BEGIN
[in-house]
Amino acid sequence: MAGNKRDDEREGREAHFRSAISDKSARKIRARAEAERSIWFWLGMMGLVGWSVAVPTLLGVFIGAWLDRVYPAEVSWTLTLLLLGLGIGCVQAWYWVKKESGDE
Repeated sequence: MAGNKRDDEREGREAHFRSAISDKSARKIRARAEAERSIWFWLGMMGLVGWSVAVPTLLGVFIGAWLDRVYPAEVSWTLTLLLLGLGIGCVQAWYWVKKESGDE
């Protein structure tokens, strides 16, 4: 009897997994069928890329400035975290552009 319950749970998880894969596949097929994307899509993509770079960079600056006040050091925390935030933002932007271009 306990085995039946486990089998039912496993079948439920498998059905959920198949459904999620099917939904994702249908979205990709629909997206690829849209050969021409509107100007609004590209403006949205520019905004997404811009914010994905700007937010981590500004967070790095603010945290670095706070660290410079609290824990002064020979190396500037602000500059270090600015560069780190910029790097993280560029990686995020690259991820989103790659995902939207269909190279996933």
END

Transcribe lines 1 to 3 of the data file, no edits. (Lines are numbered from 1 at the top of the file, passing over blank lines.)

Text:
[in-house]
Amino acid sequence: MAGNKRDDEREGREAHFRSAISDKSARKIRARAEAERSIWFWLGMMGLVGWSVAVPTLLGVFIGAWLDRVYPAEVSWTLTLLLLGLGIGCVQAWYWVKKESGDE
Repeated sequence: MAGNKRDDEREGREAHFRSAISDKSARKIRARAEAERSIWFWLGMMGLVGWSVAVPTLLGVFIGAWLDRVYPAEVSWTLTLLLLGLGIGCVQAWYWVKKESGDE